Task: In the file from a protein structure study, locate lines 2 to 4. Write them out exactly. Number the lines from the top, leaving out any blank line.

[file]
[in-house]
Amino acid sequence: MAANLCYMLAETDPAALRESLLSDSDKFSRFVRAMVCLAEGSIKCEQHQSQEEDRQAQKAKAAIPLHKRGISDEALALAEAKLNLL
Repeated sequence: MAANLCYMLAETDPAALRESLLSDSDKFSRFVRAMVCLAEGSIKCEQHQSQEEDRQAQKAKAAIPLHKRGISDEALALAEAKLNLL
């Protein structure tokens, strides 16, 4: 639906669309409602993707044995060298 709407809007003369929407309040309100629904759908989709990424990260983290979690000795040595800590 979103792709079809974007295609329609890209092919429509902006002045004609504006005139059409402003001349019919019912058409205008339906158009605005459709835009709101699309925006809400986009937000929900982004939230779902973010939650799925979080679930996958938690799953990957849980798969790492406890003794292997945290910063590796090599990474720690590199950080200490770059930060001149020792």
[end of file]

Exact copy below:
Amino acid sequence: MAANLCYMLAETDPAALRESLLSDSDKFSRFVRAMVCLAEGSIKCEQHQSQEEDRQAQKAKAAIPLHKRGISDEALALAEAKLNLL
Repeated sequence: MAANLCYMLAETDPAALRESLLSDSDKFSRFVRAMVCLAEGSIKCEQHQSQEEDRQAQKAKAAIPLHKRGISDEALALAEAKLNLL
């Protein structure tokens, strides 16, 4: 639906669309409602993707044995060298 709407809007003369929407309040309100629904759908989709990424990260983290979690000795040595800590 979103792709079809974007295609329609890209092919429509902006002045004609504006005139059409402003001349019919019912058409205008339906158009605005459709835009709101699309925006809400986009937000929900982004939230779902973010939650799925979080679930996958938690799953990957849980798969790492406890003794292997945290910063590796090599990474720690590199950080200490770059930060001149020792």